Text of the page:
My father fled Vietnam on April 30th, 1975. He lost the war. He lost everything. His home? Part of the past. His life? Gone. His struggles? Just about to begin. But he found solace. He found something to look forward to. He found The Dallas Cowboys. May 10, 2013; Irving, TX, USA; Dallas Cowboys running back Ray Holley (23) watches a drill during the rookie minicamp at Dallas Cowboys Headquarters in Irving, TX. Mandatory Credit: Tim Heitman-USA TODAY Sports
My father fled Vietnam on April 30th, 1975. He lost the war. He lost everything.
His home? Part of the past. His life? Gone. His struggles? Just about to begin.
But he found solace. He found something to look forward to. He found The Dallas Cowboys. America’s Team, was his team — not so different from many Vietnamese who crossed the ocean frantically in a boat.
Trust me on this: You do not have to be from Dallas to be a Cowboys fan. This whole idea that you must be born from a city to love this, or like this, or vote for this and that, is pure garbage.
My father recalls his war memories vividly after visiting the Vietnam Memorial for the first time in Washington D.C. He tells us how he fled his country with fear in his eyes and pain in the heart. Fighting for your country, only to lose, is painful enough. But not knowing what to call home underneath your feet is another thing.
After some hesitation on my dad’s part, the Americans got through to him by insisting he was in danger if he remained in the country. He fled by helicopter, and then by boat into the Philippines, where he surrendered his uniform and firearms.
My father, a soldier, salutes soldiers he fought alongside.
This is when he saw his flag go down.
He tells us how the natives cried. He tells us how he cried, and that he never forgot that moment.
While he explains this, I try to picture my dad crying. To this day, I’ve only seen him cry once. He does not cry when he tells this story, but I can see it in his body language. I see it in his eyes.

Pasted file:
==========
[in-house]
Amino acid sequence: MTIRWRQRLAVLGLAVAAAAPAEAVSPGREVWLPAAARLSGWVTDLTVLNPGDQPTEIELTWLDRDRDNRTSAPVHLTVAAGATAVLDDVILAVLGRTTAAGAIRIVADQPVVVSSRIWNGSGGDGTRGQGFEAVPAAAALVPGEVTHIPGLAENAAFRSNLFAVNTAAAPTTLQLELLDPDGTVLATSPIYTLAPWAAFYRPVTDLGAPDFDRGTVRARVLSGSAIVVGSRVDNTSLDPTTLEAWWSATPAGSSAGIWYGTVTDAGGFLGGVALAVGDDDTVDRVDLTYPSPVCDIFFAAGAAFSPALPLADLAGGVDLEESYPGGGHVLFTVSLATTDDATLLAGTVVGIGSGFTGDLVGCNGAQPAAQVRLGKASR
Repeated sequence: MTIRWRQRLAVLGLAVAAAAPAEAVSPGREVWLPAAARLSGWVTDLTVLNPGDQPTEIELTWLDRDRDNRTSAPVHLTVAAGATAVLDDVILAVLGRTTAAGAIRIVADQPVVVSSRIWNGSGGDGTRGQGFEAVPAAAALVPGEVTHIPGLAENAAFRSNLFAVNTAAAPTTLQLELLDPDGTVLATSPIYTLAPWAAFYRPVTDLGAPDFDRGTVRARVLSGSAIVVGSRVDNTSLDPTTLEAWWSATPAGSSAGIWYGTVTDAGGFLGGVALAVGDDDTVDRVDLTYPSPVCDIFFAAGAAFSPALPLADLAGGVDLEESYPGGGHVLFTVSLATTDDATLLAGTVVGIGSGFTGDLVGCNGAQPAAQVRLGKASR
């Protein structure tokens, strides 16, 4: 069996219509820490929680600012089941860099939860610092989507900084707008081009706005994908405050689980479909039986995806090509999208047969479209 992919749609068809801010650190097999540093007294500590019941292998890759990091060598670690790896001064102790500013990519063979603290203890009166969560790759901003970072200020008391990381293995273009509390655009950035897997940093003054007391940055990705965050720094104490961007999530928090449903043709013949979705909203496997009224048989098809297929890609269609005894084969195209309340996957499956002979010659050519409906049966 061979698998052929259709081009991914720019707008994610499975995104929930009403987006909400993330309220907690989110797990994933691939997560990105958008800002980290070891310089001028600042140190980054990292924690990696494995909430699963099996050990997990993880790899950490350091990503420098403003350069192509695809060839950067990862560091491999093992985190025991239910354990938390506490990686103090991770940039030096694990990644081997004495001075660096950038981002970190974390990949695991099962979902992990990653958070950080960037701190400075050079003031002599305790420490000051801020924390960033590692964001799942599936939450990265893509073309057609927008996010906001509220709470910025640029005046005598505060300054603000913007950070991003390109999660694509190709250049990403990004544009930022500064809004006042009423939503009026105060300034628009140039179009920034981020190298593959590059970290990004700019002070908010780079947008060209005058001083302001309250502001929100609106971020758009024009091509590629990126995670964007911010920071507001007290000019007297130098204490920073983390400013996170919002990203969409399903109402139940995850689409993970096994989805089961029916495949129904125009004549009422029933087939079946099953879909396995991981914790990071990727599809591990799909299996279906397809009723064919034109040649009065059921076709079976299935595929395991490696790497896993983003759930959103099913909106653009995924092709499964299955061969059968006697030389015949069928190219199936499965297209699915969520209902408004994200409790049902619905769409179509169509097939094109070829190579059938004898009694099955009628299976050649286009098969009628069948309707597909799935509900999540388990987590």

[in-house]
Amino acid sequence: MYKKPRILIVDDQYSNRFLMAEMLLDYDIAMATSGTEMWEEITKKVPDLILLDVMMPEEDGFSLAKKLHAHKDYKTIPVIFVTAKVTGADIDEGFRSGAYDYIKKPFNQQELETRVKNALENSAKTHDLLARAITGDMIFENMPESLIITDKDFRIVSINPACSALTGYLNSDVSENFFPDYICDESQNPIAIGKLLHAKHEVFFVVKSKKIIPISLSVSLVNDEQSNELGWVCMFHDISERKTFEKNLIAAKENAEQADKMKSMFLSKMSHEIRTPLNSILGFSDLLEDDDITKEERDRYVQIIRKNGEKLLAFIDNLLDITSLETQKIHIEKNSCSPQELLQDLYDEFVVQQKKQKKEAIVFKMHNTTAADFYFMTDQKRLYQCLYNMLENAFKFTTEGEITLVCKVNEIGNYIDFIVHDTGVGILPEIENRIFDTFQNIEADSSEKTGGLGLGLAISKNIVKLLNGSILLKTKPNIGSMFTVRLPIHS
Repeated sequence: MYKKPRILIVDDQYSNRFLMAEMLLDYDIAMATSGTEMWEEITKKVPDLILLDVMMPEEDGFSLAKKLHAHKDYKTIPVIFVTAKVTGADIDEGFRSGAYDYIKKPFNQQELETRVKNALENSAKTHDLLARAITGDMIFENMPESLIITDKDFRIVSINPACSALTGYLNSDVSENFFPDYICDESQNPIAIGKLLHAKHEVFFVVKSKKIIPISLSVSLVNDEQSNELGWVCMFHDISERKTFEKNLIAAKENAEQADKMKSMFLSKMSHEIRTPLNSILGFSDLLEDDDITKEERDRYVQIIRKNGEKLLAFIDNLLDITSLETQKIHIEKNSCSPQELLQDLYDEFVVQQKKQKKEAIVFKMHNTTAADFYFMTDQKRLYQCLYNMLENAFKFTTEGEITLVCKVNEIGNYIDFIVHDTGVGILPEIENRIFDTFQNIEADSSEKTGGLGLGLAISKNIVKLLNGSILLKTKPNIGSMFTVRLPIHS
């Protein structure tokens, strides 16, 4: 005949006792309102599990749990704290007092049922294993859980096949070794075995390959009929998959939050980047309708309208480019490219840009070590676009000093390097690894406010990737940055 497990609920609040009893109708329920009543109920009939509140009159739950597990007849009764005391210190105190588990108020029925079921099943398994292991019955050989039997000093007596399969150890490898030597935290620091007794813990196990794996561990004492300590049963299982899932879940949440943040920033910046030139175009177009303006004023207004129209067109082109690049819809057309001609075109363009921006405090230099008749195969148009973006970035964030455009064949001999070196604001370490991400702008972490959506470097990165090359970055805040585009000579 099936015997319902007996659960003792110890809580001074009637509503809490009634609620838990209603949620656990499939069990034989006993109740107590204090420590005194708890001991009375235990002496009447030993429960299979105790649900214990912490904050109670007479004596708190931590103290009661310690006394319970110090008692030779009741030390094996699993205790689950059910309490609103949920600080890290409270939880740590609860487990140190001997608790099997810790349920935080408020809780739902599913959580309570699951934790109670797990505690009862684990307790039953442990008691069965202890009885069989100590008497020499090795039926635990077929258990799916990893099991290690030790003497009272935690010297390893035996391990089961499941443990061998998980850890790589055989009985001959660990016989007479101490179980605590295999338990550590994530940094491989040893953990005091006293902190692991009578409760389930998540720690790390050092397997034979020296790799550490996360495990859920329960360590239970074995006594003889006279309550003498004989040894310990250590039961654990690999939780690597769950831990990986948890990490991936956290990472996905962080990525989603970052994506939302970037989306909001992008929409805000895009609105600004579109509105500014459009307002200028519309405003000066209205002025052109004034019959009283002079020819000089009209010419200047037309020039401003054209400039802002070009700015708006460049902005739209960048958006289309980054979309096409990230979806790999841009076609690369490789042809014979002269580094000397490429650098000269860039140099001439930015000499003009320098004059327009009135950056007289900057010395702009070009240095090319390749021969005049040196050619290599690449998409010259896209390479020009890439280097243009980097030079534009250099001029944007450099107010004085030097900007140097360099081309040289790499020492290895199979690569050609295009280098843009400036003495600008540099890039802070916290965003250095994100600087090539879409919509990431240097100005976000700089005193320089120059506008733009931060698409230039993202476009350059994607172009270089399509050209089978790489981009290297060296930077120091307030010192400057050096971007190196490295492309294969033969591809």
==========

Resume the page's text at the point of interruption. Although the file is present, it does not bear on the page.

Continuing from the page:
I think The Dallas Cowboys saved my father. The team gave him a home away from home. America’s Team is responsible for his transition. He wanted to know America. He wanted to adapt. He wanted to change. He wanted to start over. My dad lost the war, but he was determined not to lose this next battle: His life.
The Cowboys were splattered everywhere. Success gets you television time. My father recalls his love for the “Star.” Tom Landry was a model figure. The uniforms were clean and crisp. But more than anything, The Cowboys were accumulating something he desired, something he needed.
They were accumulating wins.
I once told my dad that I liked The Philadelphia Eagles when I was a kid. Hey, my favorite color was green (still is). I remember my dad almost having a heart attack. It was either that or he wanted to fart on my face and offer me up for adoption. Luckily, I corrected myself before this happened.
I have never been to Dallas. So, I guess I suffer from NBD. Well, this is my head and I’ll choose what to fill it with. And I say this: You don’t have to be chained to something you don’t believe in. My father didn’t fall for this. He believed in something, and he was willing to give his life for it.
My father believes in America. His faith rests with The Dallas Cowboys — forever. And no, he was not born in Dallas (nor resides there). You know what? It’s okay to be from here and there to love this and that. Take it from my father.
You don’t have to originate from Switzerland to like Roger Federer. Right? You don’t have to be Chinese to like chinese food. Right? And you can give birth to children in Illinois and raise them as Cowboy fans, if you wish. Right?
We fans, we suffer from NBD. Go ahead, diagnose us. Our disease is loving the best dang sports team in America. Heck, the world.
And if you are ever around the Iowa/Illinois border, feel free to stop in for a visit with my father. Do mock him about being a Cowboys fan, and explain to him he has NBD.
But don’t say I didn’t warn you. This soldier has fight left in the tank.